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Constitutional Law

Punishment

Washington University in St. Louis

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Reconstructing Constitutional Punishment, Paulo Barrozo Jan 2014

Reconstructing Constitutional Punishment, Paulo Barrozo

Washington University Jurisprudence Review

Constitutional orders punish—and they punish abundantly. However, analysis of the constitutionality of punishment tends to be reactive, focusing on constitutional violations. Considered in this light, the approach to constitutional punishment rests on conditions of unconstitutionality rather than proactively on the constitutional foundations of punishment as a legitimate liberal-democratic practice. Reactive approaches are predominantly informed by moral theories about the conditions under which punishment is legitimate. In contrast, proactive approaches call for a political theory of punishment as a legitimate practice of polities. This Article integrates the reactive and proactive approaches by bridging the divide between moral and political theories ...


Separating Crime From Punishment: The Constitutional Implications Of United States V. Halper, Linda S. Eads Jan 1990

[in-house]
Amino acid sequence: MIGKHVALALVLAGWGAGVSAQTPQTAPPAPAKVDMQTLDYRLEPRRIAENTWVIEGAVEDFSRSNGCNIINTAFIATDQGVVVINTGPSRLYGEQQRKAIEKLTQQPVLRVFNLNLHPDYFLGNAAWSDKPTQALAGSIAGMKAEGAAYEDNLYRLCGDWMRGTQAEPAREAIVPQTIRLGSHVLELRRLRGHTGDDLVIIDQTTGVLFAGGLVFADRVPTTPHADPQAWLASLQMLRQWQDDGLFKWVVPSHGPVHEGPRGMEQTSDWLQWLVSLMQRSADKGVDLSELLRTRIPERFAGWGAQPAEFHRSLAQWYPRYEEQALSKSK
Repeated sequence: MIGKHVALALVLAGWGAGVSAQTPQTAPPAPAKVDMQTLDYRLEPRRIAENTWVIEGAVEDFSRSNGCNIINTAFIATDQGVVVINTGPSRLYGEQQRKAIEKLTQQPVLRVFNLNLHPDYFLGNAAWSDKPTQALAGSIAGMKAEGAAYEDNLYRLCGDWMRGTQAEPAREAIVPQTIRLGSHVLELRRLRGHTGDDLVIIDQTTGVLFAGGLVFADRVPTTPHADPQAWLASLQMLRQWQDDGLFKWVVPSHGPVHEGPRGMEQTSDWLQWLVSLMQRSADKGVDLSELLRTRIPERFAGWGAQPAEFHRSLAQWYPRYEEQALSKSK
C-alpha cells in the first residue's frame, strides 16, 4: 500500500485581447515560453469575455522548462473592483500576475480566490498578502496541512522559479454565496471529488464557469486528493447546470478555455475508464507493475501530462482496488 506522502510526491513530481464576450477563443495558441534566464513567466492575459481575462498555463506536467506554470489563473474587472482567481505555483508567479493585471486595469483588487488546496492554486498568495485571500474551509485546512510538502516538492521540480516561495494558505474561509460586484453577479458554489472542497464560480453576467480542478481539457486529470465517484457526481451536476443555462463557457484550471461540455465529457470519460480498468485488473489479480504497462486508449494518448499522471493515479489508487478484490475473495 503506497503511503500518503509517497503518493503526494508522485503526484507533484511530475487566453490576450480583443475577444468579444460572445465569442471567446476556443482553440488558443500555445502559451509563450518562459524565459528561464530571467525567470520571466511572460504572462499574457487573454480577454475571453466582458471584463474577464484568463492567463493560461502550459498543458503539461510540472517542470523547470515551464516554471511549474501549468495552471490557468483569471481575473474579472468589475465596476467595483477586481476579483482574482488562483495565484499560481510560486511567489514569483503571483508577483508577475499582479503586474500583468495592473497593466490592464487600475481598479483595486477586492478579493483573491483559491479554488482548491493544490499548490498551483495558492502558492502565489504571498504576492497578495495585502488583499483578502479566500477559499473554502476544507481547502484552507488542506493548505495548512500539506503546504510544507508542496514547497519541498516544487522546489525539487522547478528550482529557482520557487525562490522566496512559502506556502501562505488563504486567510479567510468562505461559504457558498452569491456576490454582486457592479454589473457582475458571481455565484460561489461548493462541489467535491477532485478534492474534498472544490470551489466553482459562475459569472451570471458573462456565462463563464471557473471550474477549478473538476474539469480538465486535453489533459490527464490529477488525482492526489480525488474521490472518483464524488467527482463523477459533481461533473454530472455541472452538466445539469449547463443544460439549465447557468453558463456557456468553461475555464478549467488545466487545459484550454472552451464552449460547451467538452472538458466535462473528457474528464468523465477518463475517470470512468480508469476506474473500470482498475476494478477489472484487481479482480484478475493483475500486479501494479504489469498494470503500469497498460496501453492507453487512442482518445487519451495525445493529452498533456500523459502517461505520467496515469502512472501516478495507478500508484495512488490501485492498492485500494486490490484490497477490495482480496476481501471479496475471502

Separating Crime From Punishment: The Constitutional Implications Of United States V. Halper, Linda S. Eads

Washington University Law Review

Last Term, the Supreme Court in United States v. Halper, unanimously created a rule of law that will disrupt federal, state, and local governments' ability to enforce a vast array of important regulatory schemes, including environmental protection, securities regulation, and tax collection. This likely disruption flows from the Court's recognition that certain constitutional protections, previously thought only available to criminal defendants, are at times equally accessible to civil defendants from whom government is attempting to collect civil penalties for proscribed activity. While the Court's decision in Halper focused only on the extension of the double jeopardy clause to ...